PETALING JAYA: To combat the proliferation of fake news, companies across the globe are resorting to artificial intelligence (AI) programs which are able to analyse and flag disinformation.
Firms like AlphaVu and Logically use these virtual sleuths to mine social media networks – where fake news thrives – and other platforms to detect trending news that may be false.
These companies, which sell their services to governments, also work with authorities and trusted experts to ensure the information that has been flagged as fake news is indeed untrue.
Locally, there are multiple efforts by the authorities to debunk fake news and uncover scams.
Similar to Snopes.com, the oldest myth busting website which was established in 1994, the Sebenarnya.my local portal was launched in 2017 by the Communications and Multimedia Ministry.
It includes a handy guideline that teaches the public how to spot misinformation.
The portal also lists viral news, categorising them as true or false, and encourages the public to report fake news.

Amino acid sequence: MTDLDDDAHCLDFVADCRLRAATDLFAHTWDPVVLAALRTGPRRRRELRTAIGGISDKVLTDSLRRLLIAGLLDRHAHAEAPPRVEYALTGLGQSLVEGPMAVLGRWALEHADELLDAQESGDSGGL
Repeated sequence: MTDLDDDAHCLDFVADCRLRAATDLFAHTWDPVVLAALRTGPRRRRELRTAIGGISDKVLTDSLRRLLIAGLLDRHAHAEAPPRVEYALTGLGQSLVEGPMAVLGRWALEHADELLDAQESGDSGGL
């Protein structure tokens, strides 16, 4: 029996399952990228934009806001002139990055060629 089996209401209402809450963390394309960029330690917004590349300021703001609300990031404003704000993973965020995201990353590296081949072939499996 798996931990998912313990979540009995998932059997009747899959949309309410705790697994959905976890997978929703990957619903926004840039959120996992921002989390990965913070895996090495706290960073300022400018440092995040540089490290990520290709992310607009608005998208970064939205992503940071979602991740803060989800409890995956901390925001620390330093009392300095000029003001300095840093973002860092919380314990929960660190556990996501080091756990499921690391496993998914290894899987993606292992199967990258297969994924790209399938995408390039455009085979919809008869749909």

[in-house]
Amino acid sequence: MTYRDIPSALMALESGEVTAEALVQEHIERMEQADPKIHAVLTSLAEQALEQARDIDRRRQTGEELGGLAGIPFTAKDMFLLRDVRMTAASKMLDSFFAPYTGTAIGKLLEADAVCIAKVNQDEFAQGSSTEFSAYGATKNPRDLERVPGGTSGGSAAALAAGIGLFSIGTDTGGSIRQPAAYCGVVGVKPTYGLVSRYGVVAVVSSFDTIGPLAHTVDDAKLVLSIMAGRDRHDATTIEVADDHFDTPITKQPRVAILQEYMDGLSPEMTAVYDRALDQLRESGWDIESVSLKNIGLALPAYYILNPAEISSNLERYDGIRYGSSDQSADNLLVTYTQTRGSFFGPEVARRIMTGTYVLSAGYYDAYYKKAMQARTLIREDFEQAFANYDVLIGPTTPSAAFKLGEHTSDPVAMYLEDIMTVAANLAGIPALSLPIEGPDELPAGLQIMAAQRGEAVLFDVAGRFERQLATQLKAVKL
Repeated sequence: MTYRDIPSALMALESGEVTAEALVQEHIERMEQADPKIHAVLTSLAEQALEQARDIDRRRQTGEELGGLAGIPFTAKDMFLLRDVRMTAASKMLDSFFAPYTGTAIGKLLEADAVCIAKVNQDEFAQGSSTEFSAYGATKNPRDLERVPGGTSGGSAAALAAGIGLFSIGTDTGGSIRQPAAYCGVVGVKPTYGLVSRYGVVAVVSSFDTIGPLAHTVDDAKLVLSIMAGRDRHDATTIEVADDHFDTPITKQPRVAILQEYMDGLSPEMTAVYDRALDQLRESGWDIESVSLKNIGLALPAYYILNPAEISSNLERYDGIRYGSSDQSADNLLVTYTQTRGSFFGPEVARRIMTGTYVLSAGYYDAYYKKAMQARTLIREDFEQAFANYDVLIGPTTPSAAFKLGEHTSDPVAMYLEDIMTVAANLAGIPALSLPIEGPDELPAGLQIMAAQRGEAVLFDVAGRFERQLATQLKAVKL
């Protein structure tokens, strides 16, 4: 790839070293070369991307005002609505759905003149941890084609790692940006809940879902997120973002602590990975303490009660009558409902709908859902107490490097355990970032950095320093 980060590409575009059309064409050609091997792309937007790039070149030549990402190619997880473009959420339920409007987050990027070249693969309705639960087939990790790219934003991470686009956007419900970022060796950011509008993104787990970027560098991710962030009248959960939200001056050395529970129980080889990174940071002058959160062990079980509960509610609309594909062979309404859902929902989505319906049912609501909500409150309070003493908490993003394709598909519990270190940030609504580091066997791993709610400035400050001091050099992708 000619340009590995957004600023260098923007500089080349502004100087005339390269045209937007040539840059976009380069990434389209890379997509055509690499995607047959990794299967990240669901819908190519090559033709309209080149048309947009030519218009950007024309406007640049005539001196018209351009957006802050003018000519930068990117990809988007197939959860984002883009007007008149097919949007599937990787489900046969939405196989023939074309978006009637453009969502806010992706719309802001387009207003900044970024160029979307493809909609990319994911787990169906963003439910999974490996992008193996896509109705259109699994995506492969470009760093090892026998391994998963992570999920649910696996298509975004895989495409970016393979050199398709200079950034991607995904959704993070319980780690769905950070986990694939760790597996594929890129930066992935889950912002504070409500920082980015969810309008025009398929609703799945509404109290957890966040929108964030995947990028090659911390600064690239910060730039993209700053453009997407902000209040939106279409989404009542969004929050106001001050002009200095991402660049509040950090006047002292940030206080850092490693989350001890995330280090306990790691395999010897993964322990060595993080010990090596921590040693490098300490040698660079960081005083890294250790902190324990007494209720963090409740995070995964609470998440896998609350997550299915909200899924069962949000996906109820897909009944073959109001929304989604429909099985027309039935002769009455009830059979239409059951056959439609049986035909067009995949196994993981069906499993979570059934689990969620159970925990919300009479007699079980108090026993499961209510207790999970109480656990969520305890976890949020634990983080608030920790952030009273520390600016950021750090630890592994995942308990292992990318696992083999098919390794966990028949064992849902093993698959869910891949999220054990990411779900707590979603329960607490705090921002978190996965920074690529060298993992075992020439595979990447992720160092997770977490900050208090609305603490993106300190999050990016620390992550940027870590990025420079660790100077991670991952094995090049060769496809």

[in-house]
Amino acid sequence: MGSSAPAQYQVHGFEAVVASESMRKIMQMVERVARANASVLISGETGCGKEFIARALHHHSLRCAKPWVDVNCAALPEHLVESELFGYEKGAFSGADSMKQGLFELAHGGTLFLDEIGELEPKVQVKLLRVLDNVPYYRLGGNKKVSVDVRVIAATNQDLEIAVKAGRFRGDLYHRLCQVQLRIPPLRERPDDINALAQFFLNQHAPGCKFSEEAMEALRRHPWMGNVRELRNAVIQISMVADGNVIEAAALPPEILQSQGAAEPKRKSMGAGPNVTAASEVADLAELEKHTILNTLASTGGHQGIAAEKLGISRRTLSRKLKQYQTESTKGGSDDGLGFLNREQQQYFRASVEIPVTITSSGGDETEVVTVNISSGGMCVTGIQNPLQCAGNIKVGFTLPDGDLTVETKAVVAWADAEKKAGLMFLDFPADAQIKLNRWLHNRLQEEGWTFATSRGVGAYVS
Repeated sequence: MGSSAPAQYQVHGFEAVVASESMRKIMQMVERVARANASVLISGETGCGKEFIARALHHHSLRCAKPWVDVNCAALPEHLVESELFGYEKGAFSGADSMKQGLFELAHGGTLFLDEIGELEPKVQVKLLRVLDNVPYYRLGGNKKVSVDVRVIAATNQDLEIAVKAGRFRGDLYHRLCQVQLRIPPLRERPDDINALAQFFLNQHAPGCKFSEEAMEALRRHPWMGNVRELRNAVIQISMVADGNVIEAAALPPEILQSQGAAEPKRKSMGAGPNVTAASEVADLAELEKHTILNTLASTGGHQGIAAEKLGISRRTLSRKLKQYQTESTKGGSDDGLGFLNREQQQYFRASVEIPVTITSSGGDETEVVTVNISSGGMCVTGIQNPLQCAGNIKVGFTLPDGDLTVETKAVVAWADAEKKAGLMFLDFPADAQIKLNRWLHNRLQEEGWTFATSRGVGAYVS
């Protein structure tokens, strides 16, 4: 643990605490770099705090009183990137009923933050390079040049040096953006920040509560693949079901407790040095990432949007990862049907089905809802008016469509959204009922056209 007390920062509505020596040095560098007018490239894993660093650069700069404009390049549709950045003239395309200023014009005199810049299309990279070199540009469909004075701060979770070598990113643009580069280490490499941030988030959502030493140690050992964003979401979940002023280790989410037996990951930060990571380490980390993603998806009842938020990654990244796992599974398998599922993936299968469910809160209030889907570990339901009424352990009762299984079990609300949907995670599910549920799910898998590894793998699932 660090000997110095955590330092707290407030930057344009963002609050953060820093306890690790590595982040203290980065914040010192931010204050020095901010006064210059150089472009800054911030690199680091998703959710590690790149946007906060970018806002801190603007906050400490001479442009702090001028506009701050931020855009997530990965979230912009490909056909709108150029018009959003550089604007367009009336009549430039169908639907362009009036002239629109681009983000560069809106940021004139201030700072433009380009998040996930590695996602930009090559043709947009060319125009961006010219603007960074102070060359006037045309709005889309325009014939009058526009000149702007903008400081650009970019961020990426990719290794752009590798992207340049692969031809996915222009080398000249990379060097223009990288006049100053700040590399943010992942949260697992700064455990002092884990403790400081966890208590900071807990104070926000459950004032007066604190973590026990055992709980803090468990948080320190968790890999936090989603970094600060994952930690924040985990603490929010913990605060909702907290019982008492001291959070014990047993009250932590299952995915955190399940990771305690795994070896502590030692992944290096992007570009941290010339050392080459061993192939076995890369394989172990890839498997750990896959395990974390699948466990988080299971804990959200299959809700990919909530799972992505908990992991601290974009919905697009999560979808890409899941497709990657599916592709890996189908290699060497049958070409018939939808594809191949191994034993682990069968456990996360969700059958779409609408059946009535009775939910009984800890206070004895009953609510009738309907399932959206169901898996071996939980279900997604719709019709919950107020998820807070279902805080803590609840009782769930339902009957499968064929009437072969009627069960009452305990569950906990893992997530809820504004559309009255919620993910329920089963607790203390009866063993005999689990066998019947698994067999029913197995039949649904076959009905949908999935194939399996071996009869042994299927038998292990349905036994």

The ministry also formed a Quick Response Team back in March, which has the responsibility of verifying viral news within 30 minutes to three hours of receiving a query.
The team works with other government agencies like the Malaysian Communications and Multimedia Commission (MCMC) and National Security Council (NSC) to speed up the process.
The police have also set up a website and developed a mobile application called Semak Mule that the public can use to find out if their bank account or phone number has been used by crime syndicates.
Once the user inputs the information, the site will verify if a scam report has been filed with the police involving their bank account or phone number,
At press time, over 8.57 million checks had been conducted on Semak Mule.
To find out more about the latest tech tools being used to fight misinformation and disinformation, check out today’s Lifestyle’s cover – Sifting Lies From Truth.